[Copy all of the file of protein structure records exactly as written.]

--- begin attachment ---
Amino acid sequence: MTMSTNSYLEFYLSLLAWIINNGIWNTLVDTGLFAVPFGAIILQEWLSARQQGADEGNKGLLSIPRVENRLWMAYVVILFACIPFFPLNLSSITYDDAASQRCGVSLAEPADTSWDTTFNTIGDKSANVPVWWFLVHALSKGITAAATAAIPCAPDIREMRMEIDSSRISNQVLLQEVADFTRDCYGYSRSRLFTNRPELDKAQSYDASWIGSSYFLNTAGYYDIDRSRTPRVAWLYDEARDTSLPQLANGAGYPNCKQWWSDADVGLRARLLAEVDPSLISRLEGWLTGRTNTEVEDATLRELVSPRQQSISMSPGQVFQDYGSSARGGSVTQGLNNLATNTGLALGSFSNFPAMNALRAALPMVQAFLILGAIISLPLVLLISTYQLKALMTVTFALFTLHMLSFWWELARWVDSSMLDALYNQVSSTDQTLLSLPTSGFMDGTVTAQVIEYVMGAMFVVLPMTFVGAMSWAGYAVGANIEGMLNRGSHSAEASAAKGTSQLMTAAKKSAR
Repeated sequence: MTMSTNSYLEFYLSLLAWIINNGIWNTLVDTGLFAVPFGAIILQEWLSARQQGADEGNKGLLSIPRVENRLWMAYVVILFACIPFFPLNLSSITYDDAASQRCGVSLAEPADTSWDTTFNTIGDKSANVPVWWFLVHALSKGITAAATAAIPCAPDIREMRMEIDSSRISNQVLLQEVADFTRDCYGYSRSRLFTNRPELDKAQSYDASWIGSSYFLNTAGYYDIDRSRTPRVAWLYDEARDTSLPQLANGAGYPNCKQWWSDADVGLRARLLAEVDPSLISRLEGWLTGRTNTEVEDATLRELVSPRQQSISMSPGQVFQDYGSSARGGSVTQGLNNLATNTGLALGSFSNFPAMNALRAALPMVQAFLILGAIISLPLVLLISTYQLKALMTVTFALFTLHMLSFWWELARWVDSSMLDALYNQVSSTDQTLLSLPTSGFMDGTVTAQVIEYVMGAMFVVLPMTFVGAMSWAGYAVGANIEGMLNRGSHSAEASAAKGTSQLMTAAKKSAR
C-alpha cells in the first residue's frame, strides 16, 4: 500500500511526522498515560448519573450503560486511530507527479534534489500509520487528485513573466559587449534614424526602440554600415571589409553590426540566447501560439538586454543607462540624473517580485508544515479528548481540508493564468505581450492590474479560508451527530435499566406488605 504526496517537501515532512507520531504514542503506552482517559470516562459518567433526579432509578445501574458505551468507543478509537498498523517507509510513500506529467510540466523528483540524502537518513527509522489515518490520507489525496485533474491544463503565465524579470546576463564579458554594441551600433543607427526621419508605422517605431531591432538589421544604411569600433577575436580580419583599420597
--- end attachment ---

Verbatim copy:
Amino acid sequence: MTMSTNSYLEFYLSLLAWIINNGIWNTLVDTGLFAVPFGAIILQEWLSARQQGADEGNKGLLSIPRVENRLWMAYVVILFACIPFFPLNLSSITYDDAASQRCGVSLAEPADTSWDTTFNTIGDKSANVPVWWFLVHALSKGITAAATAAIPCAPDIREMRMEIDSSRISNQVLLQEVADFTRDCYGYSRSRLFTNRPELDKAQSYDASWIGSSYFLNTAGYYDIDRSRTPRVAWLYDEARDTSLPQLANGAGYPNCKQWWSDADVGLRARLLAEVDPSLISRLEGWLTGRTNTEVEDATLRELVSPRQQSISMSPGQVFQDYGSSARGGSVTQGLNNLATNTGLALGSFSNFPAMNALRAALPMVQAFLILGAIISLPLVLLISTYQLKALMTVTFALFTLHMLSFWWELARWVDSSMLDALYNQVSSTDQTLLSLPTSGFMDGTVTAQVIEYVMGAMFVVLPMTFVGAMSWAGYAVGANIEGMLNRGSHSAEASAAKGTSQLMTAAKKSAR
Repeated sequence: MTMSTNSYLEFYLSLLAWIINNGIWNTLVDTGLFAVPFGAIILQEWLSARQQGADEGNKGLLSIPRVENRLWMAYVVILFACIPFFPLNLSSITYDDAASQRCGVSLAEPADTSWDTTFNTIGDKSANVPVWWFLVHALSKGITAAATAAIPCAPDIREMRMEIDSSRISNQVLLQEVADFTRDCYGYSRSRLFTNRPELDKAQSYDASWIGSSYFLNTAGYYDIDRSRTPRVAWLYDEARDTSLPQLANGAGYPNCKQWWSDADVGLRARLLAEVDPSLISRLEGWLTGRTNTEVEDATLRELVSPRQQSISMSPGQVFQDYGSSARGGSVTQGLNNLATNTGLALGSFSNFPAMNALRAALPMVQAFLILGAIISLPLVLLISTYQLKALMTVTFALFTLHMLSFWWELARWVDSSMLDALYNQVSSTDQTLLSLPTSGFMDGTVTAQVIEYVMGAMFVVLPMTFVGAMSWAGYAVGANIEGMLNRGSHSAEASAAKGTSQLMTAAKKSAR
C-alpha cells in the first residue's frame, strides 16, 4: 500500500511526522498515560448519573450503560486511530507527479534534489500509520487528485513573466559587449534614424526602440554600415571589409553590426540566447501560439538586454543607462540624473517580485508544515479528548481540508493564468505581450492590474479560508451527530435499566406488605 504526496517537501515532512507520531504514542503506552482517559470516562459518567433526579432509578445501574458505551468507543478509537498498523517507509510513500506529467510540466523528483540524502537518513527509522489515518490520507489525496485533474491544463503565465524579470546576463564579458554594441551600433543607427526621419508605422517605431531591432538589421544604411569600433577575436580580419583599420597